So if the government’s healthy eating guidelines don’t seem to be helping to keep people healthy, what guidelines do we follow?
I would argue that we follow what the best independent scientific research to date has to tell us.
The healthy eating guidelines that I will share here are backed by a significant body of research. Not only do we have large scale epidemiological studies but we also have an increasing amount of clinical research, as well as pioneering doctors such as Neal Barnard, John McDougall, Pam Popper, Dean Ornish and many others who are preventing and reversing or drastically improving most chronic diseases using these guidelines.
Which would you rather follow? Guidelines that create or contribute to disease – or – guidelines that support health and prevent/reverse disease?
Healthy Eating Guidelines You Can Feel Good About
1. The foundation of a healthy diet is whole, high nutrient, high calorie but low fat plant foods.
2. A large variety of non starchy vegetables need to make a prominent appearance in any healthy diet. While they do not add significant calories, they do add a tremendous amount of antioxidants, phytonutrients and fiber.
3. Fresh fruit is an essential part of a healthy diet. Whole fruit provides vitamins, antioxidants and may phytonutrients as well as fiber. The natural sweetness of ripe fruit satisfies our sweet tooth very well. Fruit provides a great source of energy, digests easily and is loaded with water.
4. Nut and seeds, nut butters and fatty fruits like avocado and olives are an important source of fat in a whole food diet. The quantity of these foods should be kept low as they are high in calories and fat, and are very easy to overeat.
These 4 groups of foods form the foundation of a healthy diet, and make for very simple healthy eating guidelines. Aside from the nuts, seeds, avocado and olives, they can be eaten until you are full and satisfied. The fiber and nutritional content of these foods will trigger the feelings of satiety before you have eaten too much, and therefore the body will find it’s ideal weight.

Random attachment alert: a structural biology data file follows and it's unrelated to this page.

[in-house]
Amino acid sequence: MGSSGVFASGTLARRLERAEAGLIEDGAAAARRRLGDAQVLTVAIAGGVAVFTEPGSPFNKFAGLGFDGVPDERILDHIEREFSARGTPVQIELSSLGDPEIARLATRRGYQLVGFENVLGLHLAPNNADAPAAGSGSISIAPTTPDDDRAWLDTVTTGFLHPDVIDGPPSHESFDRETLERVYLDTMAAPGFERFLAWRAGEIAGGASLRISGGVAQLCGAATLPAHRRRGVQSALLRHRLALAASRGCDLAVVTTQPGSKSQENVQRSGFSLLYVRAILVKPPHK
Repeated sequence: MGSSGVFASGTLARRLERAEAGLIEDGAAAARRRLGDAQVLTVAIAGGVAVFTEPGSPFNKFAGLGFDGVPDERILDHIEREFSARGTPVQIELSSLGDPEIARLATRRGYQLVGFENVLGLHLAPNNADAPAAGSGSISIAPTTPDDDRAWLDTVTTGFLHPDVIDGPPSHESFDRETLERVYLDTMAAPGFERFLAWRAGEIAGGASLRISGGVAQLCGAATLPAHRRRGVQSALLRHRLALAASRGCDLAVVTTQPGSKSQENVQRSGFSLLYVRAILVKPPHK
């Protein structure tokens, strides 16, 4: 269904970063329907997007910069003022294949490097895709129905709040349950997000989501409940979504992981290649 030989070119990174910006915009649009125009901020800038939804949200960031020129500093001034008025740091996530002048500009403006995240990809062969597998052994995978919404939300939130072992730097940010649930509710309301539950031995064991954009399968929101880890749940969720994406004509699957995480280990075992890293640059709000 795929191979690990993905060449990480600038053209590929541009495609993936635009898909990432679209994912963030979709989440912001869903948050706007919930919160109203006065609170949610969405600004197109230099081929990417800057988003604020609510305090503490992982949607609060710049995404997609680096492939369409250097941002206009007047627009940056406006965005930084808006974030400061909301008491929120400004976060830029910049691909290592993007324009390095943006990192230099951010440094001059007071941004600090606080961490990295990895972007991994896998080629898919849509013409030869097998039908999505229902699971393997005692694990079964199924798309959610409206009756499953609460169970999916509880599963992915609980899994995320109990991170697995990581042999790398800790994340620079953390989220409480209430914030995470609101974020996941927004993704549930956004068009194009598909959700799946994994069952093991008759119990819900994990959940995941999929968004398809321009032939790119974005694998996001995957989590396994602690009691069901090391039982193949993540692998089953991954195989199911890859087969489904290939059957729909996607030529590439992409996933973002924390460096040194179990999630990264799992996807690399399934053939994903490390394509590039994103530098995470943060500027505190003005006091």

The only way to get in trouble with these foods is by adding butter or oils to them. Fats and oils will add a tremendous amount of unnecessary calories. Oils are not whole foods and should be avoided.
Where Are Animal Foods and “Treats” Found In The Healthy Eating Guidelines?
So are we never to have treats according to these healthy eating guidelines? What about meat, eggs, dairy and CHOCOLATE?
When the diet has its basis in the above 4 groups of foods, everything else can be considered a condiment of sorts. The bulk of our calories should come from whole plant based foods, exluding extracted oils.
Animal foods such as meat and eggs can be eaten 2-3 times a week if you so desire and should be high quality such as wild fish, or free range or organic meat and eggs. (If you’re thinking “where will I get my protein?” check out this page)
Refined grains and refined sugars that make up typical candies, cakes and pastries should be thought of as occasional treats but not part of the daily diet. The bulk of the evidence points to the fact that dairy should be excluded from the diet entirely.
These healthy eating guidelines may not look like what you or your children where taught in school, or what the doctor or dietitian tells you. They are, however, proving to help people lose weight and keep it off without feeling deprived, and prevent and reverse serious chronic diseases such as heart disease, diabetes, autoimmune diseases, cancer, and much more.